Advance Care Planning: Young People Are Our Future

Young people are our future

Last week, two seemingly unrelated events demonstrated to me what is now irrefutable: Young people are the future.

It’s a tough sell to convince vibrant, healthy young people to attend an intergenerational event devoted to end-of-life discussions. But, on March 21 they came in droves to “What’s up, Doc? We’re Dying to Talk.” Organizers raised funds to award five $1500 scholarships as door prizes to generate attendance among the college-age cohort.

The venue was overflowing, with estimates that 60 percent attending were students. Sure, they were enticed by the scholarships, but they were spellbound by the personal stories offered by presenters representing every decade from their 20s through their 90s.

The community event, co-hosted by PeaceHealth Medical Group, Whatcom Alliance for Health Advancement, Chuckanut Health Foundation, and the Palliative Care Institute, was designed to raise awareness about advance care planning to address future health decisions if a person becomes unable to speak on their own behalf. Advance care planning is for all adults 18 years and older.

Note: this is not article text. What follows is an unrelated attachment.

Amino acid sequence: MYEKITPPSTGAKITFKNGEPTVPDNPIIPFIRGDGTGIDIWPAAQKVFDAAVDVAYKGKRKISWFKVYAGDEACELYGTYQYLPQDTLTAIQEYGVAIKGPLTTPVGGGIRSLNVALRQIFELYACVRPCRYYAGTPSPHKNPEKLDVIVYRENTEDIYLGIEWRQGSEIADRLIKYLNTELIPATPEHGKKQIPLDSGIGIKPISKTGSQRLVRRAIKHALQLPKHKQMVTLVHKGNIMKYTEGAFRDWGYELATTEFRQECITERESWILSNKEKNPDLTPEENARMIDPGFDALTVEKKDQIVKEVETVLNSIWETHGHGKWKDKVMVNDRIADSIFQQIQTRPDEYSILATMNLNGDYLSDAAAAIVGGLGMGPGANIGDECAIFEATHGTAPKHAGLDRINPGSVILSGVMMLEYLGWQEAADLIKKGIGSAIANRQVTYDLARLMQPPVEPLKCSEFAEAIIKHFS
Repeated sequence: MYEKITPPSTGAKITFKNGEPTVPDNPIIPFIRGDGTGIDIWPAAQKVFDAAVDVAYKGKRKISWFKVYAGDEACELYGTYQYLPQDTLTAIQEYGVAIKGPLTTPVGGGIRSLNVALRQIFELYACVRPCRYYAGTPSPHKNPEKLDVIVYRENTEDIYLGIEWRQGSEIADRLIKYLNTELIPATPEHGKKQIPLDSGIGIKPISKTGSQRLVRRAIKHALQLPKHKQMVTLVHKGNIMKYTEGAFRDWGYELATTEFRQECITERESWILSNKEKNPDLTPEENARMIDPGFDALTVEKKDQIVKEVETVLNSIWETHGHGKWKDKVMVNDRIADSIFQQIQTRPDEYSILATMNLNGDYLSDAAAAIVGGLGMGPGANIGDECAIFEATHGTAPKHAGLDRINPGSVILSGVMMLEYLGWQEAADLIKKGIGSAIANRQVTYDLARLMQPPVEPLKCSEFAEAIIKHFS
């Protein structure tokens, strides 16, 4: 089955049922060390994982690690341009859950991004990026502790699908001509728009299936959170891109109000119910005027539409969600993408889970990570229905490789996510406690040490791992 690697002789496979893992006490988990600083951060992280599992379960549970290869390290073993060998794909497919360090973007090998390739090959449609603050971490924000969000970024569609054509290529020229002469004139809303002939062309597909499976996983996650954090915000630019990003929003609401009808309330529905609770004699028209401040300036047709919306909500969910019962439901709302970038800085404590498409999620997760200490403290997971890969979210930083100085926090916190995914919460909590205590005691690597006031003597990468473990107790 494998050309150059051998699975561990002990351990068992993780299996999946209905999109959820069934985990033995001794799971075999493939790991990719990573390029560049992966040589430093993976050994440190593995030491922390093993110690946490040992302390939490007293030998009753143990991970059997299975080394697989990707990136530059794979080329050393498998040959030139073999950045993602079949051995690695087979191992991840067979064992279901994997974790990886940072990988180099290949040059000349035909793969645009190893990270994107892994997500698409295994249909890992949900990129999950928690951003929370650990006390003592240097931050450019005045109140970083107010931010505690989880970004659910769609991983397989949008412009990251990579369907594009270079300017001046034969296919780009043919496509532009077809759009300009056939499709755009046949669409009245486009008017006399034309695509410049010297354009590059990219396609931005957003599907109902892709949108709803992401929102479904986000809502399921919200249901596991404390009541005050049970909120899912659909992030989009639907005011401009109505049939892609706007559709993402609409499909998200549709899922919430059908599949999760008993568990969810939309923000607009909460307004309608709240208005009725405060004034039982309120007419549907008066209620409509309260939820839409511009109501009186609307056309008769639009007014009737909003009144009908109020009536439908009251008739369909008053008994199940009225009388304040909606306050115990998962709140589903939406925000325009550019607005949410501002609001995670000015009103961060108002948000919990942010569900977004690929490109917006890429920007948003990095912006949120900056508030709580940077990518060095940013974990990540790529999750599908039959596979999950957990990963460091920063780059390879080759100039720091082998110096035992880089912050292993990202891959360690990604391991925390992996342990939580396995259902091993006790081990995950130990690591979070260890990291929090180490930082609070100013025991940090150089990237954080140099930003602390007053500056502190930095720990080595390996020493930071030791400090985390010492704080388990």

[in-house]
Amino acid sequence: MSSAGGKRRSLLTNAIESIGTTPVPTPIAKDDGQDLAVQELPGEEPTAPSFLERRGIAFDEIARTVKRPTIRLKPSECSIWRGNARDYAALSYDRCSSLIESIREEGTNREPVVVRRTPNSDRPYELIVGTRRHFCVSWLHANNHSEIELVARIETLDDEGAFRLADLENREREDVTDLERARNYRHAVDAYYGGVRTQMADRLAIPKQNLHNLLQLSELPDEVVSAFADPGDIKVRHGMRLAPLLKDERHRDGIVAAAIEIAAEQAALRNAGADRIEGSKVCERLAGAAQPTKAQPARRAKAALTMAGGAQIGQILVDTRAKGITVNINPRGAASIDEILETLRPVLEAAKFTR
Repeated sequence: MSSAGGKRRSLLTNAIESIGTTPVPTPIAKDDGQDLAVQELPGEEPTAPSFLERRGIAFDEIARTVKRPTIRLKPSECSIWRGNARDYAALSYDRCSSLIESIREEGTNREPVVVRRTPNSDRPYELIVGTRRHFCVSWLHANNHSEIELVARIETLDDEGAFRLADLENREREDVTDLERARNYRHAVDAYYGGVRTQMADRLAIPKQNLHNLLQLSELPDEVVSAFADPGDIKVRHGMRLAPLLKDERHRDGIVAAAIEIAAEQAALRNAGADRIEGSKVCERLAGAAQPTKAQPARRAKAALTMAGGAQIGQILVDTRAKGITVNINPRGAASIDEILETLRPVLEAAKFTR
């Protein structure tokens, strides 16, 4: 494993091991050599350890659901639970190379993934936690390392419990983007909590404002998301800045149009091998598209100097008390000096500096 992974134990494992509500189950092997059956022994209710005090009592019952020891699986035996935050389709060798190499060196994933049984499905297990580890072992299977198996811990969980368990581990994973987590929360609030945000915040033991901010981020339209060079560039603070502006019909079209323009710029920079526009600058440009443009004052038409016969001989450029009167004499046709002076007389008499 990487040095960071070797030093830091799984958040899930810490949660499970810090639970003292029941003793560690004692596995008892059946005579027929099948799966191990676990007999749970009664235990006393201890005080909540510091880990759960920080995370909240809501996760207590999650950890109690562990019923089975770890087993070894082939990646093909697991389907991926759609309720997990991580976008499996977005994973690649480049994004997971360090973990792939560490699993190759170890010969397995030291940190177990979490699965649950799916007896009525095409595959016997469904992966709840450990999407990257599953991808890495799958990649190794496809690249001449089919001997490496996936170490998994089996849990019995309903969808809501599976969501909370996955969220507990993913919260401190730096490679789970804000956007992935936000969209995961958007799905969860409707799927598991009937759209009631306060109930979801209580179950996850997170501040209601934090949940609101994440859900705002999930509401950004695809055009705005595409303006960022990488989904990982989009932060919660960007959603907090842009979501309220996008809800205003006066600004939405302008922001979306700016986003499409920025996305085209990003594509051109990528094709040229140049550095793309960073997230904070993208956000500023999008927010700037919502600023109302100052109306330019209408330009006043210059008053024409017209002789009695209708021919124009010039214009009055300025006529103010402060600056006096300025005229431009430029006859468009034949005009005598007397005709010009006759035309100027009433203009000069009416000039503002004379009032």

The student publication at Northwest Indian College reported the event had “opened a dialogue on campus” about making future healthcare wishes known.

One student said, “I’m going home on spring break and telling my parents what I’d want and they are going to tell me what they’d want if we’re ever unable to communicate ourselves.”

Speakers from PHMG explained their Honoring Choices Initiative. They outlined PeaceHealth’s support—and robust commitment—for a comprehensive plan for understanding, documenting and honoring patient values and goals of care at the end of life in all health-care settings.

I was encouraged that students were quick to embrace discussing advance care planning. They seemed to grasp the importance of ACP faster than their parents and grandparents have. Then days later the massive crowds at March for Our Lives convinced me that young people are, indeed, the future. They will shift the culture toward meaningful change.

They deserve our support so they can learn, live, thrive and succeed.

—Micki Jackson, Bellingham, Consumer Advocate